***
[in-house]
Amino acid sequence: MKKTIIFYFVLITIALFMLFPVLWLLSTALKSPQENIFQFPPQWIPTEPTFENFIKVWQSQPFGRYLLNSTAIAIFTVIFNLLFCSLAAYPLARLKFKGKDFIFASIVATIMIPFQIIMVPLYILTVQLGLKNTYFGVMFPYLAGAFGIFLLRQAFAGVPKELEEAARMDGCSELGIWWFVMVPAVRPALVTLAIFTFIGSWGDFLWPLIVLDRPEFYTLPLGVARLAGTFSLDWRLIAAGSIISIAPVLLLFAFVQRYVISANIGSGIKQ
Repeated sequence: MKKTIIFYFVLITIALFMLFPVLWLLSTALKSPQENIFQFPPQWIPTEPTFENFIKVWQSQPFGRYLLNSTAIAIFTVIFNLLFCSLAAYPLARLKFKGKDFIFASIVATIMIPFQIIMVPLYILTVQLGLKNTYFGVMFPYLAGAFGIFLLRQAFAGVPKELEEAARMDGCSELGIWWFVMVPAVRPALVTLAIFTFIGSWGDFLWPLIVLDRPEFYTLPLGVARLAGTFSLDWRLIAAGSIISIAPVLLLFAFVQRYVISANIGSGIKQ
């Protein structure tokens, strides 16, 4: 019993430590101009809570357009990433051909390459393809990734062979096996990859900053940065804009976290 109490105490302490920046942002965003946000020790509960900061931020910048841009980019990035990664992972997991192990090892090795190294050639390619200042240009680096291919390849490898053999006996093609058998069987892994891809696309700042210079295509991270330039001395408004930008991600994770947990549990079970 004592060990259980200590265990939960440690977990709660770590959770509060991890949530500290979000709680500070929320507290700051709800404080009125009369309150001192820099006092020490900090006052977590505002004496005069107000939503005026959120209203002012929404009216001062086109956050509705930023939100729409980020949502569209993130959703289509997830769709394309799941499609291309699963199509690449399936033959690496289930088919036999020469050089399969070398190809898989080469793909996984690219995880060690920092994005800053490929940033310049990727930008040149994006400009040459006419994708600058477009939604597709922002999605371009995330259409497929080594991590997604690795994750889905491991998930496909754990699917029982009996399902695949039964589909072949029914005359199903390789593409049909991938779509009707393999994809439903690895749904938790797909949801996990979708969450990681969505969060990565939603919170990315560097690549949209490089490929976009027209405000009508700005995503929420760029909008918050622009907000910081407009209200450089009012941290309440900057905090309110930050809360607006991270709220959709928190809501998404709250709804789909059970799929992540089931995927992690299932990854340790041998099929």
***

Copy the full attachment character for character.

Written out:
[in-house]
Amino acid sequence: MKKTIIFYFVLITIALFMLFPVLWLLSTALKSPQENIFQFPPQWIPTEPTFENFIKVWQSQPFGRYLLNSTAIAIFTVIFNLLFCSLAAYPLARLKFKGKDFIFASIVATIMIPFQIIMVPLYILTVQLGLKNTYFGVMFPYLAGAFGIFLLRQAFAGVPKELEEAARMDGCSELGIWWFVMVPAVRPALVTLAIFTFIGSWGDFLWPLIVLDRPEFYTLPLGVARLAGTFSLDWRLIAAGSIISIAPVLLLFAFVQRYVISANIGSGIKQ
Repeated sequence: MKKTIIFYFVLITIALFMLFPVLWLLSTALKSPQENIFQFPPQWIPTEPTFENFIKVWQSQPFGRYLLNSTAIAIFTVIFNLLFCSLAAYPLARLKFKGKDFIFASIVATIMIPFQIIMVPLYILTVQLGLKNTYFGVMFPYLAGAFGIFLLRQAFAGVPKELEEAARMDGCSELGIWWFVMVPAVRPALVTLAIFTFIGSWGDFLWPLIVLDRPEFYTLPLGVARLAGTFSLDWRLIAAGSIISIAPVLLLFAFVQRYVISANIGSGIKQ
């Protein structure tokens, strides 16, 4: 019993430590101009809570357009990433051909390459393809990734062979096996990859900053940065804009976290 109490105490302490920046942002965003946000020790509960900061931020910048841009980019990035990664992972997991192990090892090795190294050639390619200042240009680096291919390849490898053999006996093609058998069987892994891809696309700042210079295509991270330039001395408004930008991600994770947990549990079970 004592060990259980200590265990939960440690977990709660770590959770509060991890949530500290979000709680500070929320507290700051709800404080009125009369309150001192820099006092020490900090006052977590505002004496005069107000939503005026959120209203002012929404009216001062086109956050509705930023939100729409980020949502569209993130959703289509997830769709394309799941499609291309699963199509690449399936033959690496289930088919036999020469050089399969070398190809898989080469793909996984690219995880060690920092994005800053490929940033310049990727930008040149994006400009040459006419994708600058477009939604597709922002999605371009995330259409497929080594991590997604690795994750889905491991998930496909754990699917029982009996399902695949039964589909072949029914005359199903390789593409049909991938779509009707393999994809439903690895749904938790797909949801996990979708969450990681969505969060990565939603919170990315560097690549949209490089490929976009027209405000009508700005995503929420760029909008918050622009907000910081407009209200450089009012941290309440900057905090309110930050809360607006991270709220959709928190809501998404709250709804789909059970799929992540089931995927992690299932990854340790041998099929």